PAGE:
Citizen Cyberscience Summit: lessons learned and reflections

Rob Simpson (Zooniverse)

Now, that the Citizen Cyberscience Summit is over, come the time to reflect more widely on the event and what it say about the state of citizen science. My previos posts, covering the three days of the summit (first day, second day, third day) were written every day during the summit – this is something I learned from Andrea Wiggins and the way she blogged about the 2012 summit (here are her descriptions of the first, second and third days). However, unlike Andrea, my notes focused on my immediate thoughts from each day and less on a synopsis of what I’ve been listening to.  The current post reflect on the event as a whole, in terms of my personal expectations and hopes for the summit. It also covers the rational behind the summit’s design, so it can be evaluated against the practice. As a result, it’s a long piece!

The structure of the summit follows the model that we first tried in 2012 and that proved to be very successful. When trying to explain the summit’s organisation, I use the description ‘starts fairly formal, and end with organised chaos’ which inherently tries to mix traditional academic conferences with open and creative events such as hackathons, but doing that in an inclusive way so people from different communities of practice can feel that there is something for them in the summit. In practice, this translates to the three days of the summit in the following way.

The first day, which uses the formal settings of the Royal Geographical Society, provided the needed academic gravitas to send the message that citizen science is noteworthy. About half of the talks in this day were from speakers that we have invited to ‘set the scene‘. We didn’t provide a detailed brief to speakers to set them ‘on message’, rather inviting them to discuss their work and how it links to a general theme. The rest of the talks were selected carefully from the open submissions to provide the breadth of citizen science.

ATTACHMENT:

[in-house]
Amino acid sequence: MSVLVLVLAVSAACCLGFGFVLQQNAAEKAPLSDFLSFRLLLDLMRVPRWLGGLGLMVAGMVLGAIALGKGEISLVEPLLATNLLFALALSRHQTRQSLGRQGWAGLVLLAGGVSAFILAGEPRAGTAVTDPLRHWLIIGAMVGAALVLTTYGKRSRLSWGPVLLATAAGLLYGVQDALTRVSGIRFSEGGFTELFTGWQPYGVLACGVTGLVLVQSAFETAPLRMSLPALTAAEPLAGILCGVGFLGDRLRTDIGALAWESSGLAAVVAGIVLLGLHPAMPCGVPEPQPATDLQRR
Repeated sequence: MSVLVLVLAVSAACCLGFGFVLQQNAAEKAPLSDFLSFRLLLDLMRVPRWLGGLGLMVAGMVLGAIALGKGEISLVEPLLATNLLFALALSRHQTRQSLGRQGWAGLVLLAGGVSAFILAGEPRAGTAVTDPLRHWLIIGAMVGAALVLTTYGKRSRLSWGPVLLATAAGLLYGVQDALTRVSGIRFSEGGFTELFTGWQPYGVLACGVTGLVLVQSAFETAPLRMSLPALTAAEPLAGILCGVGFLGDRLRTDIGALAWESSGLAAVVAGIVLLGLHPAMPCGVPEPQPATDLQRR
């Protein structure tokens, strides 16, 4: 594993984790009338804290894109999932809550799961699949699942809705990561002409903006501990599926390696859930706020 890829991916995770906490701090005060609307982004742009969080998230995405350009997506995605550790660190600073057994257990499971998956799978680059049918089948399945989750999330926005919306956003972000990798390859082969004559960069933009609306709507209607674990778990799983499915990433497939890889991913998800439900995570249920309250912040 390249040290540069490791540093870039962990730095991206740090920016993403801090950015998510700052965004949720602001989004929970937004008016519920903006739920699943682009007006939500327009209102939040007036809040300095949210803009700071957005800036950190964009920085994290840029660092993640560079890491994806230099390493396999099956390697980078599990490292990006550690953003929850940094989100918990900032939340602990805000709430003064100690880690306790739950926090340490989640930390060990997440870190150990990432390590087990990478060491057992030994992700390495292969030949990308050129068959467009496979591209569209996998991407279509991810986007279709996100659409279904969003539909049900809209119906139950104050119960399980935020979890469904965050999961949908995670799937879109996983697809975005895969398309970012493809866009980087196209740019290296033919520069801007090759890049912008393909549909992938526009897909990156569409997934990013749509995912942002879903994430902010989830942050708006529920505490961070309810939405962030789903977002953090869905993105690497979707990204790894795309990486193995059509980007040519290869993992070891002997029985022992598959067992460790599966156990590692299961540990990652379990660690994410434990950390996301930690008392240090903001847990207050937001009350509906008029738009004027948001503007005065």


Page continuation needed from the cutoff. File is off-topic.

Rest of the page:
We deliberately chose an open submission format which falls somewhere between community-led conferences (such as OpenStreetMap State of the Map) and academic conferences, to make both groups comfortable. We were aware that for the volunteers who participate in citizen science we will need a different, more proactive way of encouraging them to join. In  previous summits they were the least represented group. So to encourage them to come we created two special ticket categories (for the whole summit and for the citizen science cafe) and actively contacted different projects to encourage their volunteers to come.

Policy track (Image: Poppy Lakeman Fraser)

In the past, the first day was deliberately ‘single track’ to create a common vocabulary for all participants. This time, because of the perceived increase in the policy implications of citizen science (e.g. the creation of the Citizen Science Association or the European Citizen Science Association, or the activities of Eye on Earth initiative) we decided
to split part of the day to two sessions: one that focuses on the technology and another on policy and engagement. The aim was to attract people who might be less interested in the technology or the specific scientific domain and more with its implications, as well as a recognition that the citizen science community is growing with people that have different interests.

The second day signaled the importance of the citizens of citizen science in two elements in the programme: the citizen science panel (which happen to be only women) and the citizen science café as the closing reception. Setting the summit in such a way that this day fall on Friday is also important, as it allow people to come to the event after work and meet
with other participants who are enthusiastic about citizen science. More generally, the day was submission-led and included workshops, opportunities for discussions and shorter presentations. Only one talk was organised by invitation. This was the opening talk, to bring everyone into one place so it is possible to welcome new people and link to the previous day. Also important is the provision of central space with chairs and tables that was used as the coffee & lunch area to allow people to start or follow up discussions that started the day before. The day also included sponsored sessions (sponsors are important and need to be treated well!)